[0009] In the first preferred method, the layer of hook fasteners is adhered onto the top or bottom facer on the production line. The insulation board is typically just a standard insulation board having both top and bottom facers thereon. An advantage of this first method is its simplicity. Another advantage of this approach is that the adhesive is applied prior to the lamination process. As such, the hook layer can be attached to the facer before the lamination of the insulation foam to the facer, or alternatively after the lamination of the insulation foam to the facers. In addition, the laminator could fully mate the facing material to the hook film. [0010] In some aspects of the first method, the layer of hook fasteners is a plurality of separate narrow strips of hook layer that are positioned side-by-side (i.e.: in the same general plane) with a space or spaces therebetween. As such, the layer of hook fasteners need not cover the entire surface of the insulation boards, all keeping within the scope of the present invention. Rather, the hook fastener layer can even be applied in a“zebra-stripe”, diamond, checkerboard, etc. type of pattern, or any other pattern. An advantage of this “partial-coverage” approach is that is uses considerably less hook fastener material (as compared to a“fully-covered” approach where the layer of hook fasteners covers the entire surface of the insulation boards). Another advantage of this striped system of application is that narrow strips of hook film could be less likely to warp the insulation board. Moreover, if the strips do not contact the extreme edge of the board, it may not be required to modify cutting equipment to address fraying or warping on two of the four edges of the board. Also, this approach could provide reference points for fastener attachment when boards are installed on the roof, such to avoid fastening in the hook strips.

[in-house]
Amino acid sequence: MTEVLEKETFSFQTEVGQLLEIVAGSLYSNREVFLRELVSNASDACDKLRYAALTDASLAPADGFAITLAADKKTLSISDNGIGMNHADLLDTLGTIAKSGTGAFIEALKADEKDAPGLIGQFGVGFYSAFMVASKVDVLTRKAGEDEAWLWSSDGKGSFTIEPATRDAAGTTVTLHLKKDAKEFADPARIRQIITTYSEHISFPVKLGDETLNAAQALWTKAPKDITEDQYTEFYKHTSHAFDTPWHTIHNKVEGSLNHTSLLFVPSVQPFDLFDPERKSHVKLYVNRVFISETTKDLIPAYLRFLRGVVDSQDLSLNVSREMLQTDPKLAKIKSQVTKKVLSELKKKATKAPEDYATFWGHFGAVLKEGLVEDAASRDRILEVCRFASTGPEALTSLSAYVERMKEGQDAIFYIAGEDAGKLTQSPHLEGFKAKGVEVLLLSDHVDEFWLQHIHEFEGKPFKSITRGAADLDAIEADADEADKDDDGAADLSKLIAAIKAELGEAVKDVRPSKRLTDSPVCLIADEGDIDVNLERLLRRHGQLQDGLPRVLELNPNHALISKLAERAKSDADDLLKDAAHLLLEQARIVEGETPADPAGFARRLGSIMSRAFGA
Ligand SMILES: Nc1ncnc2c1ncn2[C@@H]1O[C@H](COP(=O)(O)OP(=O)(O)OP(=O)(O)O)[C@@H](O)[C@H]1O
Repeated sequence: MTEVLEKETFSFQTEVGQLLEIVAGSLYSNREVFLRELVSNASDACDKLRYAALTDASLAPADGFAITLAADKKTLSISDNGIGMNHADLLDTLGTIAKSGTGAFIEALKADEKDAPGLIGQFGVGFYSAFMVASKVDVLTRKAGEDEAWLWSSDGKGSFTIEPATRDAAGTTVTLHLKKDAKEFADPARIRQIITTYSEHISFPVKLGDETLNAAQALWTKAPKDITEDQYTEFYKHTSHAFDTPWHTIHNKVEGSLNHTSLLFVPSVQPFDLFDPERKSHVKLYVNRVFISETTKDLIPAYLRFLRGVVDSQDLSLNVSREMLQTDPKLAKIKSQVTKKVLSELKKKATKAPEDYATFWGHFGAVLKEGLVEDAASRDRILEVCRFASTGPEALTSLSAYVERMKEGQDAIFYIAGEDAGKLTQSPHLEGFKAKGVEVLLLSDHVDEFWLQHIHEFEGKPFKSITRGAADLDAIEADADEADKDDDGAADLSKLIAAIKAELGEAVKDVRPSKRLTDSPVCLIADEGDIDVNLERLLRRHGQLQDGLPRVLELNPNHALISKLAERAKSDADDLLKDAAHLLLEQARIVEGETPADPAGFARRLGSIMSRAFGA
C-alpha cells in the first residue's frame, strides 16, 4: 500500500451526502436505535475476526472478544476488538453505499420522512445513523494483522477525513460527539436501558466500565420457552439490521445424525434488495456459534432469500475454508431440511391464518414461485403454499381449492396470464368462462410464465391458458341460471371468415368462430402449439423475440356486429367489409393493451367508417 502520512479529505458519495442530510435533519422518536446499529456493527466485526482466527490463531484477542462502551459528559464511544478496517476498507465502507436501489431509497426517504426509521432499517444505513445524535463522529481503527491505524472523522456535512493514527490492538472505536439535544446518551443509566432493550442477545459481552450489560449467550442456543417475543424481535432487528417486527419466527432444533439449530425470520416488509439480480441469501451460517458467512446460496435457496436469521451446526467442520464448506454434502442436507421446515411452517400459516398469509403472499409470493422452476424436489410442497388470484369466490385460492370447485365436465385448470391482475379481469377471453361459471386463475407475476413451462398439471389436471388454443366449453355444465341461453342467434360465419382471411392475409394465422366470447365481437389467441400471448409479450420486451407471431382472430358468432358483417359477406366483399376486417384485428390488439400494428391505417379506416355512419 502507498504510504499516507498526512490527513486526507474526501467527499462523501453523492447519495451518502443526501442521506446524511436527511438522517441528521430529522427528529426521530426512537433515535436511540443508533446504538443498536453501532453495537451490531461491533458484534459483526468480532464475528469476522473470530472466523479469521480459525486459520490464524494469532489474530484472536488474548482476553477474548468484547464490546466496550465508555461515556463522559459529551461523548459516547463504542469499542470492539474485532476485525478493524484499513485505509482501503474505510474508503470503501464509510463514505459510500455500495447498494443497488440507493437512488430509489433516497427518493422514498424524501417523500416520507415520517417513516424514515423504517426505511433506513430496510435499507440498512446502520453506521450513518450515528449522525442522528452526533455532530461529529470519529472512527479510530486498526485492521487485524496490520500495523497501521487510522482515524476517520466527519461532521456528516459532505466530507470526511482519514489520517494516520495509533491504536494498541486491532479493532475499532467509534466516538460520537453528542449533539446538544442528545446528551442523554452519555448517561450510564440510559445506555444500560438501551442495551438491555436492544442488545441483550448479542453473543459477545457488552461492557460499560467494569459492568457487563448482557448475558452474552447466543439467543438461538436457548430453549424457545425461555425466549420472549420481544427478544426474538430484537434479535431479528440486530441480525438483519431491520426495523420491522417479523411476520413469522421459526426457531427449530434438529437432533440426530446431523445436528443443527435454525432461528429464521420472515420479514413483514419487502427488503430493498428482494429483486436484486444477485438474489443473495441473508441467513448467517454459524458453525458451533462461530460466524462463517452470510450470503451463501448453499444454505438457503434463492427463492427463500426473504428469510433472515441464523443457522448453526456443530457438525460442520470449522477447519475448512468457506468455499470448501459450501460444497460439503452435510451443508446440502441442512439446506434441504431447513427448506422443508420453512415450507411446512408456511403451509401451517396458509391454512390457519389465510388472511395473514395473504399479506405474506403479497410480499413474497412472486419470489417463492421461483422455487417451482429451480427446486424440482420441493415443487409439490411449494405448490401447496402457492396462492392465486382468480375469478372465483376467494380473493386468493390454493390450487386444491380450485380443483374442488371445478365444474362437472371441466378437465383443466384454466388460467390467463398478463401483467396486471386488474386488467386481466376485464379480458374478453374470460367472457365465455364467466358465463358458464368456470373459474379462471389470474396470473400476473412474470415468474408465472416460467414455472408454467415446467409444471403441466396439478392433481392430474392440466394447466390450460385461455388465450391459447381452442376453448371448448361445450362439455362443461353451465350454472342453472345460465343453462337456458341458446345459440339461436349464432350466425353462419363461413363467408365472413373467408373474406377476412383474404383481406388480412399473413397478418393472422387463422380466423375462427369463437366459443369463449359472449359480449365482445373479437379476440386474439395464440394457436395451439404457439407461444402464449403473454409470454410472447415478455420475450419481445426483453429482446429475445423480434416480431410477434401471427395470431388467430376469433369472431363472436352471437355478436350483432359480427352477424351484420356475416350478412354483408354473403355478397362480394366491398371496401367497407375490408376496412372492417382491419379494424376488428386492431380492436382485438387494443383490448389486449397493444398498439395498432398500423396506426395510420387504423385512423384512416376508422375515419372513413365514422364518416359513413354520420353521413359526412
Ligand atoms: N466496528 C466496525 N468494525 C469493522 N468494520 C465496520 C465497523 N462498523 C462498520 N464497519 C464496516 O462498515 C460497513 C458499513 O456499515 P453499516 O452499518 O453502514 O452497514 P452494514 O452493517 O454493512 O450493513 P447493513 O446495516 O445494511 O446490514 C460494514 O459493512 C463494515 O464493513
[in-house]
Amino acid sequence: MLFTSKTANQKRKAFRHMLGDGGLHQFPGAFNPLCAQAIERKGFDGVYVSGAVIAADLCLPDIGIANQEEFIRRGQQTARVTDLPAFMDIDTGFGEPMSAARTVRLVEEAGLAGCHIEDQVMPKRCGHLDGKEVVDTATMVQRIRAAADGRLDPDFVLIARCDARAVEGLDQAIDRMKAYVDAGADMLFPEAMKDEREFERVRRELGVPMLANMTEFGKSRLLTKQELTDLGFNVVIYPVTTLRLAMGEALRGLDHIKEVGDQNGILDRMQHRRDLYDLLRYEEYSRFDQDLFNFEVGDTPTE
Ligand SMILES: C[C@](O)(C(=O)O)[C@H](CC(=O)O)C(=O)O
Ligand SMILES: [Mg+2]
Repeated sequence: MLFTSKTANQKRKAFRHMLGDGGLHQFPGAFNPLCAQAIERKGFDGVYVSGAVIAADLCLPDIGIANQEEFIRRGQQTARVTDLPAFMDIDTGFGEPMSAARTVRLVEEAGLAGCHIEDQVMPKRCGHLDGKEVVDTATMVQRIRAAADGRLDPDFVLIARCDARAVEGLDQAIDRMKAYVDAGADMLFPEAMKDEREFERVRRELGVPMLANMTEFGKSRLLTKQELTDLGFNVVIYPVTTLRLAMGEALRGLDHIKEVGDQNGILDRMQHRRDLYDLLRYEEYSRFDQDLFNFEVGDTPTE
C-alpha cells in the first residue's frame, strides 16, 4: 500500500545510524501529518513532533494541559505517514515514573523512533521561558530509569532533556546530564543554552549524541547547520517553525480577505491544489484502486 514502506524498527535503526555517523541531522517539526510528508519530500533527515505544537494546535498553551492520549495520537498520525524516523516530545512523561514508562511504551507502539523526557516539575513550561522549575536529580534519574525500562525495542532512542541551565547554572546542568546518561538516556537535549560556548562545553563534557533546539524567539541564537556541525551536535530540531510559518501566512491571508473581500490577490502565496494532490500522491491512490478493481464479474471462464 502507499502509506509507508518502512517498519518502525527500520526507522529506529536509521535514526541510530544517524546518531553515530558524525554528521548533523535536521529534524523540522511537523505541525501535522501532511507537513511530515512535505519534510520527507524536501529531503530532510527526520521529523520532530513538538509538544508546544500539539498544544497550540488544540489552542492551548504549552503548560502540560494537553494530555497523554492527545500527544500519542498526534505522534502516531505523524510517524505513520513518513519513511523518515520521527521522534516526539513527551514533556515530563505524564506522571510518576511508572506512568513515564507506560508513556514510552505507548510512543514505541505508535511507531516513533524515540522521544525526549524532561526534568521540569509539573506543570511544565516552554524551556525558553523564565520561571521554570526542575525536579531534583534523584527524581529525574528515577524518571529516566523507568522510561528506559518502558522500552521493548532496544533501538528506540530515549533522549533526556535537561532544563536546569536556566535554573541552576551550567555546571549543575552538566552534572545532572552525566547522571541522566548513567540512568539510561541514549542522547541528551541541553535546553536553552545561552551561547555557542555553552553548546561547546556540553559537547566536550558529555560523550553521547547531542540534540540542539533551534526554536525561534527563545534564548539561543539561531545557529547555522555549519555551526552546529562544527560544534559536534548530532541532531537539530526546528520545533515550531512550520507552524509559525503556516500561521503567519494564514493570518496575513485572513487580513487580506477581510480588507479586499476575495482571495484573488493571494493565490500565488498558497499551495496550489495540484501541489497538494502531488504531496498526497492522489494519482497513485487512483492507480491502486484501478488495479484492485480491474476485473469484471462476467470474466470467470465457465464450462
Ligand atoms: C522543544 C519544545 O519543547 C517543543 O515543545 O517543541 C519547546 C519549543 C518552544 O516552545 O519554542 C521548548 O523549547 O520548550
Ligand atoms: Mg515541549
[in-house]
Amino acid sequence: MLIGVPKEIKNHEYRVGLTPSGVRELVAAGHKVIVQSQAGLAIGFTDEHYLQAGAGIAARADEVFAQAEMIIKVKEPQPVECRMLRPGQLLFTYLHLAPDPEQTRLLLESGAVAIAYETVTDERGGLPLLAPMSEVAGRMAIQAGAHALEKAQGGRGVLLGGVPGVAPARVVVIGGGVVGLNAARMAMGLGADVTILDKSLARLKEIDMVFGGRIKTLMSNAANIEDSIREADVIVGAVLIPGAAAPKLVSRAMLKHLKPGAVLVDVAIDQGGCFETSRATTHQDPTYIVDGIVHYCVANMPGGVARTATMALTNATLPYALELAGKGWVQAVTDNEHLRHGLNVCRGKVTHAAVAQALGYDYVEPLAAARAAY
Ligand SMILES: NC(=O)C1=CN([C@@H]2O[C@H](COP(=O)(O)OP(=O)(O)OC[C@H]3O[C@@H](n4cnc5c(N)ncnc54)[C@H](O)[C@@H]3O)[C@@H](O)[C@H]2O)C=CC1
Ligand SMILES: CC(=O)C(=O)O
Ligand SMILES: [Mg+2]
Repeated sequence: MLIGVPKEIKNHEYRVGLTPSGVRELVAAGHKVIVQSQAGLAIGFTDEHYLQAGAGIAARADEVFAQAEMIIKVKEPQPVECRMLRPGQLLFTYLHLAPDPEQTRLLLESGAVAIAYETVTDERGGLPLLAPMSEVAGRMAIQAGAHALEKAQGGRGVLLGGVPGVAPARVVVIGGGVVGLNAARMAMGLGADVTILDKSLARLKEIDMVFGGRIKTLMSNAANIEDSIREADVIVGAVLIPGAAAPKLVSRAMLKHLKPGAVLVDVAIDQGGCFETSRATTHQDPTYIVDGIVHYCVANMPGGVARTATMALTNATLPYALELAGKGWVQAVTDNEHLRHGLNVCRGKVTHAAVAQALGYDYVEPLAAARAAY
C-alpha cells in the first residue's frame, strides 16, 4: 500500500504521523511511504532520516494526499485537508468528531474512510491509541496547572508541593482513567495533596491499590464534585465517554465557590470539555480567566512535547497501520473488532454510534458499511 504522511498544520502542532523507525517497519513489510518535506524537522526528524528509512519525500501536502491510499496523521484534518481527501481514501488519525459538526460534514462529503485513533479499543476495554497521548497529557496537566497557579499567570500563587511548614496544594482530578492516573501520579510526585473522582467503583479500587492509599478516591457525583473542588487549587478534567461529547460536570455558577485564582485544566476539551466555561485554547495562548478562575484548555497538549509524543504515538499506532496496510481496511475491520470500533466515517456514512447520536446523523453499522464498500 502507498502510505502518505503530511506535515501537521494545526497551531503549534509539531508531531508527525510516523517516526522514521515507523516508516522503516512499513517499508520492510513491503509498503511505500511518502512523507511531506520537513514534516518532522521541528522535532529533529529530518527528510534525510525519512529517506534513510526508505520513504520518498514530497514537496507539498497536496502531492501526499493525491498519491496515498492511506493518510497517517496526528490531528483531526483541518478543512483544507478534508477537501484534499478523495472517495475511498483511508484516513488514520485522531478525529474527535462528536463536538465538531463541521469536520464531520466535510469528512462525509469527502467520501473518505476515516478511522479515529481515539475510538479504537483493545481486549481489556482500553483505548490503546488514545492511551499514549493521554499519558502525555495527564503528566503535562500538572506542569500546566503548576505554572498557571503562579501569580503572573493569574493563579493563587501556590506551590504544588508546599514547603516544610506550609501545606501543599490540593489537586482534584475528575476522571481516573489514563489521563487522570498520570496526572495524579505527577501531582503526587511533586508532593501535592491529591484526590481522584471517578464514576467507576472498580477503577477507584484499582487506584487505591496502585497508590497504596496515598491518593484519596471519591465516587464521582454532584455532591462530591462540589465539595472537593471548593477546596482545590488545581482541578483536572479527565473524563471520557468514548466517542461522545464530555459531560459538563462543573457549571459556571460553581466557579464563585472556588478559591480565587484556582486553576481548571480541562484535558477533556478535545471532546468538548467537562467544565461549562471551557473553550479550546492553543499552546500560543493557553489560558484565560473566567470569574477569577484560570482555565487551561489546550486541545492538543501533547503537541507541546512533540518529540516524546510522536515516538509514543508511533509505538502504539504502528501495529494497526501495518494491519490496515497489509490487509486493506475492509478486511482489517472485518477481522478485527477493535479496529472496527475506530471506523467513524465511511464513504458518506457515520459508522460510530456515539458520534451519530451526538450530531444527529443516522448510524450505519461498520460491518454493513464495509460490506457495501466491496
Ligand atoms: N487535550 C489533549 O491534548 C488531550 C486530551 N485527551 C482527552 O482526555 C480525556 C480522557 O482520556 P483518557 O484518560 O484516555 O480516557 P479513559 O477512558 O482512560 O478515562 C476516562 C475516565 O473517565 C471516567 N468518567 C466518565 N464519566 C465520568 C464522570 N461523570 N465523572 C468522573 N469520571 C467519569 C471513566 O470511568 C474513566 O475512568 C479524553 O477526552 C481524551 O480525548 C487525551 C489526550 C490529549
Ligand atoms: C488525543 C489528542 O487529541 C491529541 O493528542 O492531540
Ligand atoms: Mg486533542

[0011] In the second preferred method, the layer of hook fasteners is pre-attached onto the top facer roll prior to being laminated onto the insulation board. An advantage of this method is that the responsibility and obligation of combining the hook fastener layer to the facer can fall on a third-party converter. Another advantage is that third-party film converters typically run production line speeds much faster than polyiso manufacturing lines and they have equipment to control adhesive application very accurately. As such, this method should allow polyiso manufacturing lines to operate at normal line speeds.

[0012] In the third preferred method, one facer is simply replaced with the layer of hook

fasteners. In this approach, the hook film and facer material are simultaneously laminated onto the insulation foam. An advantage of the third method is that that it uses the laminator (to attach the hook fastener layer) at the same time that the laminator is already being used to attach the bottom or top facer. As such, this method also does not add any additional time to the process of manufacturing the insulation boards. This method also does not require the use of adhesive. Thus, it provides a cost effective way to combine materials.